On the position player side of things, Zaidi seems to be less worried about their situation in that department. Kawakami quotes Zaidi from a press conference last week as saying, “We’re deep on the position-player side. We have a number of guys who are platoon guys, every-day guys, we have a lot of at-bats that are accounted for. And we’ve got guys like Thairo Estrada (and) Steven Duggar that we’d like to see get better opportunities. You’ve got a layer of prospects that are even closer to being big-league ready, guys like (Heliot) Ramos and Joey Bart. So we at least have some options on the position-player side."

Donovan Solano has had a nice run with the Giants but is about to turn 34, whereas Estrada is about to turn 26 and had a similarly-productive season, making it fairly reasonable to see that bringing Solano back isn’t the highest priority. 

Belt had a tremendous season at the plate but also comes with injury concerns. The club largely turned to a productive Wilmer Flores/Darin Ruf platoon when Belt was out, which they could do again in 2022. (Ruf can be retained via arbitration, Flores by a $3.5M club option.) 

Kris Bryant is a tremendous hitter but will command a huge financial commitment this winter and is an imperfect fit on the Giants’ roster. Third baseman Evan Longoria is still under contract for one more year, at just under $20M, meaning Bryant would likely be pushed into more outfield time, where his defensive numbers aren’t as good.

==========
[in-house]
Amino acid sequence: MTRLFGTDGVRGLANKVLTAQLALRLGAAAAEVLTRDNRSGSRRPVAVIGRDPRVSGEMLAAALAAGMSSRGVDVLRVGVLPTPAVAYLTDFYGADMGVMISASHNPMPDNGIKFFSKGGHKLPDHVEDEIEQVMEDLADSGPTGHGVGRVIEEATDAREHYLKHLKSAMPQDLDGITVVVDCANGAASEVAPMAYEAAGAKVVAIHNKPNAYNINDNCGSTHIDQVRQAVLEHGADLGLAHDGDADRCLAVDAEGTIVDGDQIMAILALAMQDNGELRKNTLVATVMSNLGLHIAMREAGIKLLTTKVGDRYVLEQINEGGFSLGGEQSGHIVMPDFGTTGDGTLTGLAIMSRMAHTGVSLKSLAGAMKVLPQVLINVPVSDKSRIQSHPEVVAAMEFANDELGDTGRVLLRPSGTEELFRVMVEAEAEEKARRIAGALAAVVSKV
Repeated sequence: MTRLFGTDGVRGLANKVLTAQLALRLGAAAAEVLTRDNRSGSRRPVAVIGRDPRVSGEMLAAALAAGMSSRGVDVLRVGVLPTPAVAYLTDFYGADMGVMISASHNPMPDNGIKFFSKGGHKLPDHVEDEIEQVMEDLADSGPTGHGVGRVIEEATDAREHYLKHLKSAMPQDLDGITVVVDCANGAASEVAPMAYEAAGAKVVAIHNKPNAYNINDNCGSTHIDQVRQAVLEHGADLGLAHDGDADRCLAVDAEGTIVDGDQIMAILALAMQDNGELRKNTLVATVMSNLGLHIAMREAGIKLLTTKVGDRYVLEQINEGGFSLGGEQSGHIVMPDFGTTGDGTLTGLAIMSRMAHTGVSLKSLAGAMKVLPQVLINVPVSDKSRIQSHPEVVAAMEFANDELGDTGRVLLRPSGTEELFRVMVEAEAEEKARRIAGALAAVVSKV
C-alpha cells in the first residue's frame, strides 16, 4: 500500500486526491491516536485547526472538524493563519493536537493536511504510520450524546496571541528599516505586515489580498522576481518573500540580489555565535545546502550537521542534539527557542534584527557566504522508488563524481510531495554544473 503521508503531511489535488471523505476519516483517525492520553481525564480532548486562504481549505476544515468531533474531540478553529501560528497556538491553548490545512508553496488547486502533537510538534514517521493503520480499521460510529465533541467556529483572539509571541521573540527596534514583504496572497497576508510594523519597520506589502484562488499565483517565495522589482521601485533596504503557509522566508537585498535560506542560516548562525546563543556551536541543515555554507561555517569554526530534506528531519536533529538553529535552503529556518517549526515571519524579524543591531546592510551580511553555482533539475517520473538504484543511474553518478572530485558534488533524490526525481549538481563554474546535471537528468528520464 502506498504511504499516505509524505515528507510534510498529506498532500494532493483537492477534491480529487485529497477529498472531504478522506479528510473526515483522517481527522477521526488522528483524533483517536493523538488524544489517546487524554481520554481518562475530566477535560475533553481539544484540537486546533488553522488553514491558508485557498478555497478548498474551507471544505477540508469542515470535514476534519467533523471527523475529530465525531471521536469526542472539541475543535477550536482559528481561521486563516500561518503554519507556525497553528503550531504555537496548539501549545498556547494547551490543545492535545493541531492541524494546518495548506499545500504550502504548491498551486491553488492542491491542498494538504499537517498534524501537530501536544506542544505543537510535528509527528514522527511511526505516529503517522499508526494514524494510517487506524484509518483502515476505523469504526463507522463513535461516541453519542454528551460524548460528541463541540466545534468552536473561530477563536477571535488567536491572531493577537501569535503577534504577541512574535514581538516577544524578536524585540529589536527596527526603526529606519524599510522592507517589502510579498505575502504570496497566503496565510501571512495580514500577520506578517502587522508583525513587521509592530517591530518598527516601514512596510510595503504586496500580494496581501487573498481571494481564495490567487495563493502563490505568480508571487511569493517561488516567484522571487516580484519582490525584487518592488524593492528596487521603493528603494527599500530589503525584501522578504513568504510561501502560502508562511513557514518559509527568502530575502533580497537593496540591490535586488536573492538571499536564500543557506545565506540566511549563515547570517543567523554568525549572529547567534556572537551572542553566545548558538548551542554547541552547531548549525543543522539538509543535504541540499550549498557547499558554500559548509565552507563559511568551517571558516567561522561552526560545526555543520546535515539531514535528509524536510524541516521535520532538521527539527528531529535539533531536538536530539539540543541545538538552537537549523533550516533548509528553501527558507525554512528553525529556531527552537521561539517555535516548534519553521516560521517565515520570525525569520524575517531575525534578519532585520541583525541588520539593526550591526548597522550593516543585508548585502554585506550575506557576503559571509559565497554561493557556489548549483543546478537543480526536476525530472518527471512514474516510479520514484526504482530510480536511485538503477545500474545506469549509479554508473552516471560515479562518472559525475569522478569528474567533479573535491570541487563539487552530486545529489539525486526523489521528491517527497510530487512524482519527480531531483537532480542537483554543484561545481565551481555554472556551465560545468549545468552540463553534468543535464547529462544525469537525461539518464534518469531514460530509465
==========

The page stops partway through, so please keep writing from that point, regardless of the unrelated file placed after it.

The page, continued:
The club also has a bevy of outfield options already in the fold, such as Duggar, LaMonte Wade Jr., Mike Yastrzemski, Alex Dickerson and Austin Slater. Prospect Heliot Ramos, whom Zaidi mentioned, finished his season at Triple-A and will need to be added to the 40-man roster next month in order to protect him from the Rule 5 draft, meaning he should be in the mix for an opportunity soon. Zaidi’s apparent lack of urgency around the position players seems to hold up to scrutiny. The option of a universal DH for 2022 would open things up somewhat, but that’s not guaranteed to happen.

All in all, it should be a fascinating offseason for the club. The rival Dodgers are in a similar situation, with lots of players reaching free agency, such as Max Scherzer, Clayton Kershaw, Corey Seager, Chris Taylor and Kenley Jansen. Both clubs will surely be frequently connected to free agents in rumors this offseason, meaning 2021’s fierce competition for the NL West division crown figures to continue right through the winter.

This article first appeared on MLB Trade Rumors and was syndicated with permission.